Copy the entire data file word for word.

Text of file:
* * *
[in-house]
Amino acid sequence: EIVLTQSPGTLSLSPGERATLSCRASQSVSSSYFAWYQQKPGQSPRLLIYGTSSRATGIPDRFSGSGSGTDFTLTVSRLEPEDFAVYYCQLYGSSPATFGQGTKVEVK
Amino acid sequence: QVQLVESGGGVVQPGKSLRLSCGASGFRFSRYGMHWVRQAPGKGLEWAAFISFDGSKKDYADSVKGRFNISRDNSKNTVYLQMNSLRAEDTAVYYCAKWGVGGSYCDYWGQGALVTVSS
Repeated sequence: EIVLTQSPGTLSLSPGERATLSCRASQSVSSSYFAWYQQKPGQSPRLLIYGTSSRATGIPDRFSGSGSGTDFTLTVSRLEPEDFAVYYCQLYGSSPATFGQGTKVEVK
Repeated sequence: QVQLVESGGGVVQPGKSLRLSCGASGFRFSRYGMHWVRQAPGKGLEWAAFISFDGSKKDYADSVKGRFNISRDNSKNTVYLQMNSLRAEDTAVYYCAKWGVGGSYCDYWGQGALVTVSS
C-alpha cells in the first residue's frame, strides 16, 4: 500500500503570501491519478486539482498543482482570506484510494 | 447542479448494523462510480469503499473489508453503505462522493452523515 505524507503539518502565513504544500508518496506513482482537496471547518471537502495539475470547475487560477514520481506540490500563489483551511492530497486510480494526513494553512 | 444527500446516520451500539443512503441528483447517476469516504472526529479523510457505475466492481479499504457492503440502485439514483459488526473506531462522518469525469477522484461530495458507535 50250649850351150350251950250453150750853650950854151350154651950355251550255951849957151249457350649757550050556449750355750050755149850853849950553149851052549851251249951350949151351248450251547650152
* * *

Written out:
[in-house]
Amino acid sequence: EIVLTQSPGTLSLSPGERATLSCRASQSVSSSYFAWYQQKPGQSPRLLIYGTSSRATGIPDRFSGSGSGTDFTLTVSRLEPEDFAVYYCQLYGSSPATFGQGTKVEVK
Amino acid sequence: QVQLVESGGGVVQPGKSLRLSCGASGFRFSRYGMHWVRQAPGKGLEWAAFISFDGSKKDYADSVKGRFNISRDNSKNTVYLQMNSLRAEDTAVYYCAKWGVGGSYCDYWGQGALVTVSS
Repeated sequence: EIVLTQSPGTLSLSPGERATLSCRASQSVSSSYFAWYQQKPGQSPRLLIYGTSSRATGIPDRFSGSGSGTDFTLTVSRLEPEDFAVYYCQLYGSSPATFGQGTKVEVK
Repeated sequence: QVQLVESGGGVVQPGKSLRLSCGASGFRFSRYGMHWVRQAPGKGLEWAAFISFDGSKKDYADSVKGRFNISRDNSKNTVYLQMNSLRAEDTAVYYCAKWGVGGSYCDYWGQGALVTVSS
C-alpha cells in the first residue's frame, strides 16, 4: 500500500503570501491519478486539482498543482482570506484510494 | 447542479448494523462510480469503499473489508453503505462522493452523515 505524507503539518502565513504544500508518496506513482482537496471547518471537502495539475470547475487560477514520481506540490500563489483551511492530497486510480494526513494553512 | 444527500446516520451500539443512503441528483447517476469516504472526529479523510457505475466492481479499504457492503440502485439514483459488526473506531462522518469525469477522484461530495458507535 50250649850351150350251950250453150750853650950854151350154651950355251550255951849957151249457350649757550050556449750355750050755149850853849950553149851052549851251249951350949151351248450251547650152